Outdoor sensory play combines two aspects of play which are so important to child development: outdoor play and sensory play. Making the most of outdoor sensory play opportunities for your toddler will help them thrive.

Here’s why.

Toddler play

Sensory play is exploratory play using all five senses: sight, hearing, touch, taste and smell. Through these senses, a young child instinctively learns about the world. Watch how babies bring objects to their face to taste and smell them; this is as natural to them as looking at or feeling the object to understand what it is and what it does.

However, sensory play is more than just instinct. It is vital for brain development, too. Stimulation of the senses sends strong signals to the brain. In a growing child, these signals set the neural pathways that they’ll need for learning throughout life.

Outdoor play is just as important as sensory play for healthy growth and development. It’s good for the body: toddlers playing outside get a dose of vitamin D along with fresh air and muscle-strengthening exercise. It’s also good for the mind and has proven stress-lowering benefits. Plus, it helps children make an early connection with nature which is vital for our future guardians of the planet.

Experienced nursery practitioners know the incredible benefits of combining these two aspects of toddler play. So for this reason, leading nursery schools feature sensory gardens that are designed to maximise the opportunities that sensory and outdoor play bring.

A nursery or preschool sensory garden

Nursery sensory gardens are specially designed to fit in high-quality sensory learning opportunities into the nursery’s outdoor area. They are also intended to be quiet, calming places where the children can learn at their own pace.

Plants are chosen for the scent, color, texture and the sound they make in the breeze, and are non-toxic, of course. Plants like aloe vera, herbs and grasses are often picked out. Space is made for messy play, like a digging patch where children can explore what lives under the ground. Growing fruits and vegetables for the children to enjoy eating is also a valuable experience that nurseries can provide.

Ideas for outdoor sensory play to try with your toddler

Creating your own sensory garden within your home’s outdoor space is a wonderful gift for your child. However, this is often not possible for many reasons.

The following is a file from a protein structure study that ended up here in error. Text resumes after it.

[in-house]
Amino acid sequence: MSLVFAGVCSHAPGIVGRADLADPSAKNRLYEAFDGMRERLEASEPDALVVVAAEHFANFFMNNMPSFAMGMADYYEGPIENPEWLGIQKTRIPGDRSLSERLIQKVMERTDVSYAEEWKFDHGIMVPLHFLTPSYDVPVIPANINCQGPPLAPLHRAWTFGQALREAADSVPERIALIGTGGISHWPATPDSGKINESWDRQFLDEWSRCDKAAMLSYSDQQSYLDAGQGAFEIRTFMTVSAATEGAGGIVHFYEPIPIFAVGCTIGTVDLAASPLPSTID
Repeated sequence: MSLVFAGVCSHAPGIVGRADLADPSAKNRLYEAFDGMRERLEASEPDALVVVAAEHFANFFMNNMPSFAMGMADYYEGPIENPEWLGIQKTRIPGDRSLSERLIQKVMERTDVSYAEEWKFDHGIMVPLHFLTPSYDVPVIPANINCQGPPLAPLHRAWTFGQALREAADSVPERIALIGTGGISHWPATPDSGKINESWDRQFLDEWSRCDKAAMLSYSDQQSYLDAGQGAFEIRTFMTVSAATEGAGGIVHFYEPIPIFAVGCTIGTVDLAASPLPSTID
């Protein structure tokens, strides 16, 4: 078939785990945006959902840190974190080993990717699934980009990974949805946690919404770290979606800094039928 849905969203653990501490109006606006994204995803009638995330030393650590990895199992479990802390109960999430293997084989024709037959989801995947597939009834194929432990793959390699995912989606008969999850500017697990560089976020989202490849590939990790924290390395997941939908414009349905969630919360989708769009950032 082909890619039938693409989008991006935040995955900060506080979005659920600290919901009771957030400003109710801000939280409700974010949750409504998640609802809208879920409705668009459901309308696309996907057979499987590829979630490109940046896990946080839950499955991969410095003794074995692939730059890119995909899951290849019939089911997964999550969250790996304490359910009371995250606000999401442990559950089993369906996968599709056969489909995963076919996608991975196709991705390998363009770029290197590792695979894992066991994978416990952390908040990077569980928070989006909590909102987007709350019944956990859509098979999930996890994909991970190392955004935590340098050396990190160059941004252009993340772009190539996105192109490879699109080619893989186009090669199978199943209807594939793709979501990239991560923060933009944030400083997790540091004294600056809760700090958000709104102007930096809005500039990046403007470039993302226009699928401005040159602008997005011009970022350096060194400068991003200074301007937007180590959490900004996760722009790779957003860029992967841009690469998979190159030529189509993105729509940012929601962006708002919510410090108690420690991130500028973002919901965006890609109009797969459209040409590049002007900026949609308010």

There is no reason for your toddler to miss out on sensory garden activities, however. Here are some ideas you can try out in your own garden or backyard, or even at the park.

1.     Petal potions or perfumes

Collect up petals, herbs and leaves and add water. Ask your child to tear, scrunch, mix and stir up their potion. You can help by encouraging them to talk about what they can see (colors, shapes, etc.), smell, feel and hear. This activity is a lovely way to spend some time playing calmly on a warm day.

2.     Minibeast hunt

Toddlers love searching for minibeasts in a garden or park. See what lives under logs and rocks, amongst plants, and on trees. If you can provide a magnifying glass for looking up close, this will add to the excitement.

While you go about your hunt, listen closely to the noises of nature up close, talk about all the textures you come across (dirt, bark, pebbles, etc) and the interesting little creatures you meet.

3.     Sand table

Playing with sand is an irresistible and highly tactile activity for toddlers. Add in items that they can use for digging, scooping or mark-making.

4.     Dirt sensory bin

You can make this sensory bin by filling a large, heavy-duty container with dirt or compost from the garden center. The list of things you can add to personalise your bin is almost endless: small construction vehicles, flowerpots and gardening tools, or rocks and pebbles. Adding water to make thick, oozy mud is also a great sensory learning experience.

5.     Mud painting

If you have access to an outdoor space that you don’t mind getting messy, then this is a fun and creative sensory activity. Paint on the pavement or wall using a pot of mud, large brushes, rollers and sponges.

6.     Water play

Water play is so much fun, especially on a hot day. Fill a container (of any size, from recycled food packaging to a paddling pool) with water and encourage your child to splash, pour and stir to their heart’s content. There are so many ways to make water play different every time by changing the container or by adding different tools and toys.

7.     Grow your own fruit or vegetable

Teaching children about where food comes from is an important part of their education. It’s really rewarding for the child if they can grow and nurture something they can later eat. They’ll provide the full range of sensory experiences along the way, too.

8.     Mud pies

If you can provide your toddler with an outdoor mud kitchen, you’ll not regret it. If not, just a pile of dirt and some old kitchen items like wooden spoons, pots and pans will deliver the same sensory learning experience and hours of fun.

Outdoor sensory play is typically messy, but also incredibly engaging and fun for your child. At clear-up time, simply remind yourself of the positive learning experience you’ve just given your child. These kinds of opportunities are so beneficial for your child’s development.


Ayesha Hoda is a marketing and communications specialist working at Step By Step Nursery Group in the UAE. She holds an MBA degree from a leading business school in Pakistan and has more than 13 years of experience in corporate communications and journalism. She has worked in both agency and client-side roles, designing communication strategies for multinational clients, nonprofits and small businesses in various industries, such as education and healthcare.

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